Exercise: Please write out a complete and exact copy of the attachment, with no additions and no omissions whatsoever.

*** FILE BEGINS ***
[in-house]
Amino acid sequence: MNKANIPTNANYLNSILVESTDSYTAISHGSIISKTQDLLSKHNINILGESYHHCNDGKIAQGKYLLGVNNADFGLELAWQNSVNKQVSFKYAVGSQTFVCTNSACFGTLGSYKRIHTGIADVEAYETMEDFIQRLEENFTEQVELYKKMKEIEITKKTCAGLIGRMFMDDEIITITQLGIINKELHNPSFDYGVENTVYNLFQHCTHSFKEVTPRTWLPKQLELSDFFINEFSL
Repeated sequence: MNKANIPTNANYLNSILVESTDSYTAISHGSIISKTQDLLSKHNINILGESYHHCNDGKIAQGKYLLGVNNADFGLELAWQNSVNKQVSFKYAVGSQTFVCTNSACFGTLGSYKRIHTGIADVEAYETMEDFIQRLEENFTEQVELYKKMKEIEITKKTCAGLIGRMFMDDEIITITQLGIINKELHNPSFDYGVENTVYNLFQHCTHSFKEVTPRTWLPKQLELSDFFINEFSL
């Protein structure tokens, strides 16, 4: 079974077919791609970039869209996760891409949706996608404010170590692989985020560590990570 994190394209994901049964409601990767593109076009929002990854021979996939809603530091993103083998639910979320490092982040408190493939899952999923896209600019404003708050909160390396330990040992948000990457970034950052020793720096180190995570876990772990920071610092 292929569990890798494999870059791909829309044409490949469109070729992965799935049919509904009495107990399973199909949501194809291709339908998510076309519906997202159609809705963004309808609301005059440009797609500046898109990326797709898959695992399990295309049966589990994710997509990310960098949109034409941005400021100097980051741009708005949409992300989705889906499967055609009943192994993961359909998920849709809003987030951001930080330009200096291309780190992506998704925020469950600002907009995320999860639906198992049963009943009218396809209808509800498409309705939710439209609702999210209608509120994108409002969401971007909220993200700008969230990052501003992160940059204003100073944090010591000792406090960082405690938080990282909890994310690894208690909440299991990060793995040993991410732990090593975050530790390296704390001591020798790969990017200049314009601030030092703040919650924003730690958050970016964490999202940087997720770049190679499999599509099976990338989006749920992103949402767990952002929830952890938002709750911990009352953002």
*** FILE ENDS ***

[in-house]
Amino acid sequence: MNKANIPTNANYLNSILVESTDSYTAISHGSIISKTQDLLSKHNINILGESYHHCNDGKIAQGKYLLGVNNADFGLELAWQNSVNKQVSFKYAVGSQTFVCTNSACFGTLGSYKRIHTGIADVEAYETMEDFIQRLEENFTEQVELYKKMKEIEITKKTCAGLIGRMFMDDEIITITQLGIINKELHNPSFDYGVENTVYNLFQHCTHSFKEVTPRTWLPKQLELSDFFINEFSL
Repeated sequence: MNKANIPTNANYLNSILVESTDSYTAISHGSIISKTQDLLSKHNINILGESYHHCNDGKIAQGKYLLGVNNADFGLELAWQNSVNKQVSFKYAVGSQTFVCTNSACFGTLGSYKRIHTGIADVEAYETMEDFIQRLEENFTEQVELYKKMKEIEITKKTCAGLIGRMFMDDEIITITQLGIINKELHNPSFDYGVENTVYNLFQHCTHSFKEVTPRTWLPKQLELSDFFINEFSL
């Protein structure tokens, strides 16, 4: 079974077919791609970039869209996760891409949706996608404010170590692989985020560590990570 994190394209994901049964409601990767593109076009929002990854021979996939809603530091993103083998639910979320490092982040408190493939899952999923896209600019404003708050909160390396330990040992948000990457970034950052020793720096180190995570876990772990920071610092 292929569990890798494999870059791909829309044409490949469109070729992965799935049919509904009495107990399973199909949501194809291709339908998510076309519906997202159609809705963004309808609301005059440009797609500046898109990326797709898959695992399990295309049966589990994710997509990310960098949109034409941005400021100097980051741009708005949409992300989705889906499967055609009943192994993961359909998920849709809003987030951001930080330009200096291309780190992506998704925020469950600002907009995320999860639906198992049963009943009218396809209808509800498409309705939710439209609702999210209608509120994108409002969401971007909220993200700008969230990052501003992160940059204003100073944090010591000792406090960082405690938080990282909890994310690894208690909440299991990060793995040993991410732990090593975050530790390296704390001591020798790969990017200049314009601030030092703040919650924003730690958050970016964490999202940087997720770049190679499999599509099976990338989006749920992103949402767990952002929830952890938002709750911990009352953002």